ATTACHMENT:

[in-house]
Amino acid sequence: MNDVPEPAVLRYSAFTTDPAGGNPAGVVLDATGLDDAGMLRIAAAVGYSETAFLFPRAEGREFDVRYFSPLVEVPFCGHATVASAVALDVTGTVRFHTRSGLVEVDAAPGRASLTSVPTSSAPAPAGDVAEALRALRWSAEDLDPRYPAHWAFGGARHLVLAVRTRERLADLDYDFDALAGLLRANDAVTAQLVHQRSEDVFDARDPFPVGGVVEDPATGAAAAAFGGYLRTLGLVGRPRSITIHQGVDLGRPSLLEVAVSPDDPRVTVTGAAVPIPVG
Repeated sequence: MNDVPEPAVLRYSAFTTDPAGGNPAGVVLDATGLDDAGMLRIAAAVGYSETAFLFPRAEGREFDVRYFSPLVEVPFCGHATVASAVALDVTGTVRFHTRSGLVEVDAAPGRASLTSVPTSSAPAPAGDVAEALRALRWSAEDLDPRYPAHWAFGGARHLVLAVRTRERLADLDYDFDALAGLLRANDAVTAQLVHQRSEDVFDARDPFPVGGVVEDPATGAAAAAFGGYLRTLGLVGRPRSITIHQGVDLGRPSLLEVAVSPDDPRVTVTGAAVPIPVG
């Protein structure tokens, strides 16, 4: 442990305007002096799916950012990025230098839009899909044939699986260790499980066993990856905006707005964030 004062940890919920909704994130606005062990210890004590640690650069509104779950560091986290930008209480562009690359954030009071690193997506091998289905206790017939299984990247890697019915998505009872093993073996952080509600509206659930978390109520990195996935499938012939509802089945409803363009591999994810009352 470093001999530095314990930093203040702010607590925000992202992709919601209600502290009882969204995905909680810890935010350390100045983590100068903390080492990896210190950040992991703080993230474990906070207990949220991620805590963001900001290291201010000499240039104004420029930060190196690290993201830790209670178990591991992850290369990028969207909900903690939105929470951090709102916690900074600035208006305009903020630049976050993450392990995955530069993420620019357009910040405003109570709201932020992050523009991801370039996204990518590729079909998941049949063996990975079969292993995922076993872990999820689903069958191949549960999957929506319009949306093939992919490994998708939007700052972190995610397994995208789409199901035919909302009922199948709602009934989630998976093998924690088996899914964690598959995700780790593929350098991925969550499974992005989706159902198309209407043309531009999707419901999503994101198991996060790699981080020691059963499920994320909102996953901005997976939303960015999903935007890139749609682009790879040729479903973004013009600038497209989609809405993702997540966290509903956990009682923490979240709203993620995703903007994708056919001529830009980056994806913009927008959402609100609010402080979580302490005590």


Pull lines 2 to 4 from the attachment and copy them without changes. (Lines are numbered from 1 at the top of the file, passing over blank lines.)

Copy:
Amino acid sequence: MNDVPEPAVLRYSAFTTDPAGGNPAGVVLDATGLDDAGMLRIAAAVGYSETAFLFPRAEGREFDVRYFSPLVEVPFCGHATVASAVALDVTGTVRFHTRSGLVEVDAAPGRASLTSVPTSSAPAPAGDVAEALRALRWSAEDLDPRYPAHWAFGGARHLVLAVRTRERLADLDYDFDALAGLLRANDAVTAQLVHQRSEDVFDARDPFPVGGVVEDPATGAAAAAFGGYLRTLGLVGRPRSITIHQGVDLGRPSLLEVAVSPDDPRVTVTGAAVPIPVG
Repeated sequence: MNDVPEPAVLRYSAFTTDPAGGNPAGVVLDATGLDDAGMLRIAAAVGYSETAFLFPRAEGREFDVRYFSPLVEVPFCGHATVASAVALDVTGTVRFHTRSGLVEVDAAPGRASLTSVPTSSAPAPAGDVAEALRALRWSAEDLDPRYPAHWAFGGARHLVLAVRTRERLADLDYDFDALAGLLRANDAVTAQLVHQRSEDVFDARDPFPVGGVVEDPATGAAAAAFGGYLRTLGLVGRPRSITIHQGVDLGRPSLLEVAVSPDDPRVTVTGAAVPIPVG
């Protein structure tokens, strides 16, 4: 442990305007002096799916950012990025230098839009899909044939699986260790499980066993990856905006707005964030 004062940890919920909704994130606005062990210890004590640690650069509104779950560091986290930008209480562009690359954030009071690193997506091998289905206790017939299984990247890697019915998505009872093993073996952080509600509206659930978390109520990195996935499938012939509802089945409803363009591999994810009352 470093001999530095314990930093203040702010607590925000992202992709919601209600502290009882969204995905909680810890935010350390100045983590100068903390080492990896210190950040992991703080993230474990906070207990949220991620805590963001900001290291201010000499240039104004420029930060190196690290993201830790209670178990591991992850290369990028969207909900903690939105929470951090709102916690900074600035208006305009903020630049976050993450392990995955530069993420620019357009910040405003109570709201932020992050523009991801370039996204990518590729079909998941049949063996990975079969292993995922076993872990999820689903069958191949549960999957929506319009949306093939992919490994998708939007700052972190995610397994995208789409199901035919909302009922199948709602009934989630998976093998924690088996899914964690598959995700780790593929350098991925969550499974992005989706159902198309209407043309531009999707419901999503994101198991996060790699981080020691059963499920994320909102996953901005997976939303960015999903935007890139749609682009790879040729479903973004013009600038497209989609809405993702997540966290509903956990009682923490979240709203993620995703903007994708056919001529830009980056994806913009927008959402609100609010402080979580302490005590």